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Michelle Hale Williams, "Kirchheimer's French Twist: A Model of the Catch-All Thesis Applied to the French Case," Party Politics, 15 (September 2009), 592-614.

First paragraph:
France served as one of the representative cases in Otto Kirchheimer's formulation of the catch-all party-type when he heralded the transformation of the West European party system in 1966 (Kirchheimer, 1966). Along with parties in West Germany, Italy and the UK, the French parties provided a focus for Kirchheimer, as they exhibited many of the characteristics associated with the catch-all party. Yet, as Kirchheimer was writing in the 1960s, at the dawn of the French Fifth Republic, many of the developments in the French party system over the last 40 years may not have been anticipated. In this article, I consider the degree to which predictions of the catch-all thesis have odel isolating implications of the catch-all thesis for empirical testing, then apply the model to the French case, evaluating indicators over time. The conclusion suggests confirmation of the catch-all thesis prediction in France but not according to the logic suggested by Kirchheimer.

Figures and Tables:
Figure 1. Levels-of-analysis process model of the catch-all thesis
Figure 2. Estimated party membership 1940s to post-2000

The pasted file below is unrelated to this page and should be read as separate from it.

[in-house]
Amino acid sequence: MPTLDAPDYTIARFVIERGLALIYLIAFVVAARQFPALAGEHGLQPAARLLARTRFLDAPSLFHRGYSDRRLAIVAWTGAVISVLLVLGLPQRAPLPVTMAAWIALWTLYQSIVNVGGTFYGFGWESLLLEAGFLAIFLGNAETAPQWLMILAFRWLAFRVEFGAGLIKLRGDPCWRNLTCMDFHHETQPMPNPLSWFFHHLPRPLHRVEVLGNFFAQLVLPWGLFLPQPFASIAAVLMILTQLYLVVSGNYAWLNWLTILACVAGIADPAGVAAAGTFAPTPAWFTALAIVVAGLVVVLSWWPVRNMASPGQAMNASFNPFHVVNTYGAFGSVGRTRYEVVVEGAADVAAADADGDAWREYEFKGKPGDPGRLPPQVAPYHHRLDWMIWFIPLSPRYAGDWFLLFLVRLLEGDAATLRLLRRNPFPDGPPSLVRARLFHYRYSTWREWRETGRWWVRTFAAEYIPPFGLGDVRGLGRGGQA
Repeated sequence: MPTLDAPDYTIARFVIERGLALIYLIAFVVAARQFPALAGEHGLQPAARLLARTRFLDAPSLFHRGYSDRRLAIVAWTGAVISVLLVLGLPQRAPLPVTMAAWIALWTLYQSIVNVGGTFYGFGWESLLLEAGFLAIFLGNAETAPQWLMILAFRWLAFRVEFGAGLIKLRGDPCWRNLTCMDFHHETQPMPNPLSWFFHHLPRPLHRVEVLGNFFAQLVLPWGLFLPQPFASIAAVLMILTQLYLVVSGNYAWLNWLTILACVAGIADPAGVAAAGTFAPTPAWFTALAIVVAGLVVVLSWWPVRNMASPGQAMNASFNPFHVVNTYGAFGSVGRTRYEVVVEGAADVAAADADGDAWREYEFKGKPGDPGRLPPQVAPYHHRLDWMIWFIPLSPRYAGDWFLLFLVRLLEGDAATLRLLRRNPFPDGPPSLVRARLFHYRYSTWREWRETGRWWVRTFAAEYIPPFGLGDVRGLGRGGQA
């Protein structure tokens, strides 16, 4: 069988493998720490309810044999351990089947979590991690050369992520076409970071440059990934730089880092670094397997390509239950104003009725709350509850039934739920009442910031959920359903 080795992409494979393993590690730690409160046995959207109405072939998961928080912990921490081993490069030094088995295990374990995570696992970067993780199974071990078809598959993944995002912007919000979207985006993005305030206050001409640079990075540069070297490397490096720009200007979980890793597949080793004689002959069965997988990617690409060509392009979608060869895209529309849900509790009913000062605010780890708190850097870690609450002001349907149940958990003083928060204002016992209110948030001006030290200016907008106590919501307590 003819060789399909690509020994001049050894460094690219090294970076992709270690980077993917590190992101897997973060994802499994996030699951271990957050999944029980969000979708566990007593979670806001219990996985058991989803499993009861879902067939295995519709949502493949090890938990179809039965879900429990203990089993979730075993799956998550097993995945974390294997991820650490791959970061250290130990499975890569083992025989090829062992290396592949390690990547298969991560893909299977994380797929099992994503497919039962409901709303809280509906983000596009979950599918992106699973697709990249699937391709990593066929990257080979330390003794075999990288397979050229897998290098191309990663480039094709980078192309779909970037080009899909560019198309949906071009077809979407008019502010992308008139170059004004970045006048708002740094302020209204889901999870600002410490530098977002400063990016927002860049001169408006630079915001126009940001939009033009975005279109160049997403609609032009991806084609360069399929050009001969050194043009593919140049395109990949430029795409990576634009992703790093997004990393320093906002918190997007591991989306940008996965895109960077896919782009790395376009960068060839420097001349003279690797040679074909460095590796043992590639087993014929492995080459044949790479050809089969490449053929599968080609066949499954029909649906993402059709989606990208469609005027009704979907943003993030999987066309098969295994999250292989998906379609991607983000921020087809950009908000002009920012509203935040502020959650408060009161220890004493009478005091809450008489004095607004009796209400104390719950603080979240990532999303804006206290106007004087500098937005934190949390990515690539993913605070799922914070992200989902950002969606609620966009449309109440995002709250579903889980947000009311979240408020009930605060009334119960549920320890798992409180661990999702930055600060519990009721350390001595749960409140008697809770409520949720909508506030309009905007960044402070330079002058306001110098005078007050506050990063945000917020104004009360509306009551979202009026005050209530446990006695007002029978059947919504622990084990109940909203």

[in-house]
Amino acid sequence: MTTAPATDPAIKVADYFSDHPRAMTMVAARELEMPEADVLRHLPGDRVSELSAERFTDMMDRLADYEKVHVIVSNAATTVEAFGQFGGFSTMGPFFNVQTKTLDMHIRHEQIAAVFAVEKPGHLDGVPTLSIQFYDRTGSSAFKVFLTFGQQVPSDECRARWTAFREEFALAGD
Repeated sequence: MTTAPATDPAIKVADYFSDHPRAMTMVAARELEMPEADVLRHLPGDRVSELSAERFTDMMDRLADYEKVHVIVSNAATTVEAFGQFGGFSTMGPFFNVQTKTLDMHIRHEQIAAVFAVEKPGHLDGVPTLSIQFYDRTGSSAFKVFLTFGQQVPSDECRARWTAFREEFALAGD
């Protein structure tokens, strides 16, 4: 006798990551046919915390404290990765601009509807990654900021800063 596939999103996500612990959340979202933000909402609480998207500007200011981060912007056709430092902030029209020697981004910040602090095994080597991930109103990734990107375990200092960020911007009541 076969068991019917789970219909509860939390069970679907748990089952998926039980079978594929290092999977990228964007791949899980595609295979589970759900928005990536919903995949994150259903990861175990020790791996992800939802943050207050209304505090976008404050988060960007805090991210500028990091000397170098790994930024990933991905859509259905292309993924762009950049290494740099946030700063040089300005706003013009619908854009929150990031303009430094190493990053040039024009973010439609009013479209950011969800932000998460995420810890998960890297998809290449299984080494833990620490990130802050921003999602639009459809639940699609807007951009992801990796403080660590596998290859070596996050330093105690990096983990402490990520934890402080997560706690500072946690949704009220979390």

Table 1. Abstention rate from 1958 to 2007
Table 2. Vote-share percentage as a reflection of floating voters
Figure 3. Party positions based on manifestos
Figure 4. Mainstream party positions compared with the median voter
Table 3. Effective number of French parties 1945-2007
Table 4. First-round vote-share percentage to each party bloc
Table 5. Composition of government coalition viewed through ministerial partisanship 1958-2007
Table 6. Summary of findings at each level of analysis

Next to Last Paragraph:
In sum, the complexities of the bipolar multiparty system (Cole, 2003: 25; Fauvelle-Aymar and Lewis-Beck, 2005: 164) and its competing centripetal and centrifugal tendencies appear to account for conflicting results on the indicators at different levels of analysis. At the levels reflective of French individuals and their society, the thesis fails. However, in its predictions at the party and party system levels, confirmation can be found. French institutions reflect presidentialism pressures pronouncedly. One implication of these findings may be that for France ideology exists rather independently of the party system. The importance placed on parties by Kirchheimer as the vessels and perpetuators of ideology may have been misplaced in the French case.

Last updated October 2009